Vertos Medical Blog

In My Practice—Redefining the Role of Epidural Steroid Injections & the mild® Procedure

Author— Alexander Escobar, MD May 5, 2021

As pain physicians, we are well known for administering epidural steroid injections (ESIs) to manage symptoms for our patients who are suffering with lumbar spinal stenosis (LSS). They are a staple in our practices. Our colleagues know that they can confidently refer their patients to us for a series of injections, and patients know to come to us if they want to exhaust conservative options prior to considering major surgery. However, as our specialty evolves and advanced interventional therapies like the mild® Procedure secure a key role in our patient care paths, we must force change in our practice routines. This includes informing the patients and providers that we have options that allow us to move beyond serial ESIs that will address the underlying pathology and actually fix the problem.

LSS is a degenerative condition, typically with multiple spinal comorbidities having both ischemic and radicular components. ESIs help to alleviate radicular and inflammatory components while the mild® Procedure provides a minimally invasive decompression to address the ischemia or narrowing. So how do we use these therapies together? How do we develop practice treatment algorithms or patient care paths to optimize care and outcomes?

After years of treating patients with both, I ASSESS. EDUCATE. ADAPT.

ASSESS: Should you move straight to the mild® Procedure or perform an epidural steroid injection (ESI)? Assess patient history and outcomes.

Start by assessing the patient’s history and align your treatment plan with the type of relief they are seeking. Respond to their relief requests by discussing the applicable therapies that your practice offers.

Physician taking notes while speaking with an LSS patient

EDUCATE: What makes your care different than other providers? Inform patients on their condition and treatment options and give them hope, and a reason to return to your practice.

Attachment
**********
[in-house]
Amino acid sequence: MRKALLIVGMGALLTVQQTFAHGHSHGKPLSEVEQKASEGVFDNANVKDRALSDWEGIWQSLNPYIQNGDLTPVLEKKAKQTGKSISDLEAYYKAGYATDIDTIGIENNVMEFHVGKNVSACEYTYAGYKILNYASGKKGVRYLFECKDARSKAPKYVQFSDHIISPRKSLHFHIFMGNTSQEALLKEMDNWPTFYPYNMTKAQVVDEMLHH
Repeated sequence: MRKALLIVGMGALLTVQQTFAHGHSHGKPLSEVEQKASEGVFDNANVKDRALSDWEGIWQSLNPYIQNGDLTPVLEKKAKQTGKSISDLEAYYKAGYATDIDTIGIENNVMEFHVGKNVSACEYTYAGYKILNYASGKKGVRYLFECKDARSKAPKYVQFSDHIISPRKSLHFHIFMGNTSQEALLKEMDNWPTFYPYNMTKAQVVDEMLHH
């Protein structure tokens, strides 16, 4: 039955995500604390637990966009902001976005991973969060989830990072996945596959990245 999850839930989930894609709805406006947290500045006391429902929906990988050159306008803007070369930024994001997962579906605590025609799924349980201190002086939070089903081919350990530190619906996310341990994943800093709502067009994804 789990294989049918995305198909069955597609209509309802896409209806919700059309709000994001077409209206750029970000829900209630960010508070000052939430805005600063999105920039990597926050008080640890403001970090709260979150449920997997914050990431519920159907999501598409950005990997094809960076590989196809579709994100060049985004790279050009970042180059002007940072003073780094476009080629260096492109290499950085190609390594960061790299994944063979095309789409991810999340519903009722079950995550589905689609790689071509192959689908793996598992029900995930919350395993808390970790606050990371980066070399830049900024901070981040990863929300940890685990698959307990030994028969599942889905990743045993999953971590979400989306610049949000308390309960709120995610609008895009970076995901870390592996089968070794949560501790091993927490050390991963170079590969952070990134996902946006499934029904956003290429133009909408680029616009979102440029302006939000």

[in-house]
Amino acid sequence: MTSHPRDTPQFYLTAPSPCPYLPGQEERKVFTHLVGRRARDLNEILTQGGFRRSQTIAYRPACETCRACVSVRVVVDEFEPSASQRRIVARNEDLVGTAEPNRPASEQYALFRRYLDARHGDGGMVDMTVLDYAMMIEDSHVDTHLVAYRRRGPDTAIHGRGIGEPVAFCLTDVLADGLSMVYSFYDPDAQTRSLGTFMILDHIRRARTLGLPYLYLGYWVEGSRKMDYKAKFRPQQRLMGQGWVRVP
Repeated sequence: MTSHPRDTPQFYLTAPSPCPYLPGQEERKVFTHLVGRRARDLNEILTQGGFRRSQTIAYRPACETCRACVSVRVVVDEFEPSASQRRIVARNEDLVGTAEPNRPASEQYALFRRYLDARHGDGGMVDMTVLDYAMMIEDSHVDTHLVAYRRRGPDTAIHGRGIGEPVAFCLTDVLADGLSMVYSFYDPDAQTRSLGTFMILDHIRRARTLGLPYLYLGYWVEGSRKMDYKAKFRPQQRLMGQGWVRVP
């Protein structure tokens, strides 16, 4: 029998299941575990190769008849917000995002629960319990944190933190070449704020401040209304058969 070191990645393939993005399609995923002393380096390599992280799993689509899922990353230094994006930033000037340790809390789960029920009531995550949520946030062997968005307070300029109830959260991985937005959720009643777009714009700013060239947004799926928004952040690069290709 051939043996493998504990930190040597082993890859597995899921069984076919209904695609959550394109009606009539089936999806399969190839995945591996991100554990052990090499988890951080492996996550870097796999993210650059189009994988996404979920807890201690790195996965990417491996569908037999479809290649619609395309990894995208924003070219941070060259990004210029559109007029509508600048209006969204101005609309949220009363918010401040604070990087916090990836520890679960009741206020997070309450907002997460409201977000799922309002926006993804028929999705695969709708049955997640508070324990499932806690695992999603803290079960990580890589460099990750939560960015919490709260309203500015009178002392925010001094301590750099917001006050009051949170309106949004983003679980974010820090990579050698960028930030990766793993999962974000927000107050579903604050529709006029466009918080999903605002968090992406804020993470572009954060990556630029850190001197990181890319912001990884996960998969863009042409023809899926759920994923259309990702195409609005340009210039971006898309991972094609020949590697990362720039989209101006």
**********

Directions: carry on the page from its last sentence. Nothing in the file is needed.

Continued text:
Physician examining a model of lumbar spinal stenosis

ADAPT: Is the treatment effective and meeting the patient’s expectations? Adapt to patient outcomes and situations that may arise to optimize their care.


Dr. Alexander Escobar

About Dr. Alexander Escobar
Alexander Escobar is an Anesthesiologist and Interventional Pain Physician Fellowship trained in Pain Medicine at the Cleveland Clinic with board certifications in Anesthesia and Pain Medicine. Dr. Escobar currently serves as the Clinical Assistant Professor of Anesthesiology and Pain Medicine at The University of Toledo, where he trains residents and fellows, as well as Co-Medical Director at Comprehensive Centers for Pain Management in Ohio. Dr. Escobar is a member of the American Society of Pain & Neuroscience (ASPN), American Society of Anesthesiologists (ASA), North American Neuromodulation Society (NANS), Ohio Society of Interventional Pain Physicians (OHSIPP) and American Society of Interventional Pain Physicians (ASIPP).


The views and opinions expressed in this article are those of the author and do not necessarily reflect the official policy or position of Vertos Medical. This material is provided for guidance and/or illustrative purposes only and should not be construed as a guarantee of future results or a substitution for legal advice and/or medical advice from a healthcare provider. This material is provided for general educational purposes only and should not be considered the exclusive source for this type of information. Vertos Medical does not practice medicine and assumes no responsibility for the administration of patient care. At all times, it is the professional responsibility of the practice or clinical practitioner to exercise independent judgment. Results may vary.

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